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Does IoT Make Products Smart But Hackable?

A preview of the keynote at the CeBit conference on March 17th, looking at the security concerns around IoT ecosystems.

· IoT Zone

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Data is the new oil. Companies grow and profits are made through data access of product usage, consumer data, production statistics etc. The Internet of Things opens the door for companies to mine data on a whole new level, but do we really consider the IoT security risks?

IoT SecurityThis week Cesanta CEO Anatoly Lebedev is delivering a keynote at the international tech event CeBit. He will tackle the question of whether IoT makes products smart but hackable head on.

Will Your Brand Survive?

“Security is often compromised in favour of bringing a connected product to market fast,” this statement by Anatoly hits the problem on the head. Companies want to stay ahead of the competition and release their smart products. However, security is often misunderstood and compromised. An example of this is the Fisher Price Smart Bear. Here a security breach that could have led to a child’s data being hacked was discovered by an independent organisation Rapid7. Thankfully no-one was harmed as the issue was discovered fast enough to avoid a hack. Could your brand survive a headline like this?

IoT Security - where it all goes wrong

Hasty development and oftentimes in-house development are the causes for IoT security fails. Embedded development is complex and require extensive experience. We’ve seen this lead to mistakes frequently, simply because for the sake of deployment speed, security risks are more easily taken.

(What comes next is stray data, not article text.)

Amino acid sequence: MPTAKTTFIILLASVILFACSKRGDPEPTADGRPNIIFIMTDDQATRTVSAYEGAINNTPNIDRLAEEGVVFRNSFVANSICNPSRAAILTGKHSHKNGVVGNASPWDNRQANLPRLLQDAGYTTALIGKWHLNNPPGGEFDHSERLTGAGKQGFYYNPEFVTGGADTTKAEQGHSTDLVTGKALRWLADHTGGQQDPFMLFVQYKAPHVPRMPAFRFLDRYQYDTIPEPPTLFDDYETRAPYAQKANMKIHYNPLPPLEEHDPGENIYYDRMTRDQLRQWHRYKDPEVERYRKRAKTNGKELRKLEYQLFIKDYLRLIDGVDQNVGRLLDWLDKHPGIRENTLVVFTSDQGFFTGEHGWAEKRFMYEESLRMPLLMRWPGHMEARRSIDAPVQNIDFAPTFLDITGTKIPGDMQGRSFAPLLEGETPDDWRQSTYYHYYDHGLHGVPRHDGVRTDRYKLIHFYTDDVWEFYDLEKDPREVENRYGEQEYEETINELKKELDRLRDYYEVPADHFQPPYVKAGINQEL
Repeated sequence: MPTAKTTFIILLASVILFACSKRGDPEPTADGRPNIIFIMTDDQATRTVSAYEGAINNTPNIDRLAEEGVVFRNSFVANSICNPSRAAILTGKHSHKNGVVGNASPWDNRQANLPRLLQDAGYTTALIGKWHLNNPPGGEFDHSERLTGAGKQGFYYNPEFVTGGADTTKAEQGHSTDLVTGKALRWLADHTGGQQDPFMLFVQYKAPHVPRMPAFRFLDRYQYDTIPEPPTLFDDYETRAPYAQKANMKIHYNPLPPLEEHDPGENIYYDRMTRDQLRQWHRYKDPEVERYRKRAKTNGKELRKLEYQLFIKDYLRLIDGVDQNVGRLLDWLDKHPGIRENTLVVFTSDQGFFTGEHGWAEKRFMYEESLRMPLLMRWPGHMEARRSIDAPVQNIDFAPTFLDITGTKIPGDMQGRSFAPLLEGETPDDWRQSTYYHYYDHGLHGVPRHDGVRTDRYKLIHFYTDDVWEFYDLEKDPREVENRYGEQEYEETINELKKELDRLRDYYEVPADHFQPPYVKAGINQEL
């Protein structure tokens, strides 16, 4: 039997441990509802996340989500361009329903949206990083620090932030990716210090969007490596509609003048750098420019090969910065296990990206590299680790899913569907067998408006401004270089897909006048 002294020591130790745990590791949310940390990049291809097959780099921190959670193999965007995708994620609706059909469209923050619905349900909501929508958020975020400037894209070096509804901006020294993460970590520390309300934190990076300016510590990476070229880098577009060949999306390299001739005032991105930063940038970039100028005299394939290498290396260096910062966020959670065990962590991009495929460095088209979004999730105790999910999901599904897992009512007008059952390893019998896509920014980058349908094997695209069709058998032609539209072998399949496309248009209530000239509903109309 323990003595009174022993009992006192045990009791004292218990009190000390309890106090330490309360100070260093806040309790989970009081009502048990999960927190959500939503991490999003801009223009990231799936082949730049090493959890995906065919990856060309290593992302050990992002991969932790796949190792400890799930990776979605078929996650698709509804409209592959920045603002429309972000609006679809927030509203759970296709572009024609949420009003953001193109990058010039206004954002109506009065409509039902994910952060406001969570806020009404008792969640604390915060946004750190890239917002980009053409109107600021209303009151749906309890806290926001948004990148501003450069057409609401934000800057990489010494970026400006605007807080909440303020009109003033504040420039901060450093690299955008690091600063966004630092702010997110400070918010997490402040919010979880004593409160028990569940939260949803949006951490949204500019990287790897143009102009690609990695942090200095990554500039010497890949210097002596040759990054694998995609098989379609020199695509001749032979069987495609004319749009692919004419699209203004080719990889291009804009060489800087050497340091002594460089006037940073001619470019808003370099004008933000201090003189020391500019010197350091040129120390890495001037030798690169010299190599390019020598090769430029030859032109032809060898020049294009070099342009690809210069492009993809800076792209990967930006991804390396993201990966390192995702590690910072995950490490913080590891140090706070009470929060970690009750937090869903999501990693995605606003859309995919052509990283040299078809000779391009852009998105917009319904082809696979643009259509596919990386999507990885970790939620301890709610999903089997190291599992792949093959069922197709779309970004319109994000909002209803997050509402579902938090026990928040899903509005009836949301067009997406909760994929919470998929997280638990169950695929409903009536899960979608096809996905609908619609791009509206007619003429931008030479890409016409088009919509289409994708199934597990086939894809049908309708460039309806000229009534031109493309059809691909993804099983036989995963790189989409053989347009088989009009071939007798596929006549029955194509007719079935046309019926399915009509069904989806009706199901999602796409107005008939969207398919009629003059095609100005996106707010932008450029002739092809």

“With the right partner, there is no need for this compromise. In fact, it should speed up the development process and increase security. There is no need to put your brand or your consumers at risk,” Anatoly explains ahead of his keynote on Thursday.

Getting Security Right — the IoT Security Checklist

It’s vital to follow these four steps when developing a secure smart product:

  • Use secure hardware
  • RNG (random number generation) or the whole crypto stack on chip
  • Anti-tamper features
  • Implement secure communication (encryption and authentication)
  • TLS/DTLS standards
  • Have a recovery plan (should things go wrong)
  • Build OTA functionality (over-the-air updates and remote management) into your devices
  • An established IoT solution provider brings the security expertise as well as ongoing support through development updates and OTA functionality to smart product development. The bottom line is clear, connected devices will get to market faster, at a lower production cost and with ongoing maintenance.

    Follow the Keynote

    If you want to find out more, you can watch Anatoly on the Expert Stage at CeBit on Thursday, March 17th at 12.15pm (CET) right here.

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    Published at DZone with permission of Anatoly Lebedev, DZone MVB. See the original article here.

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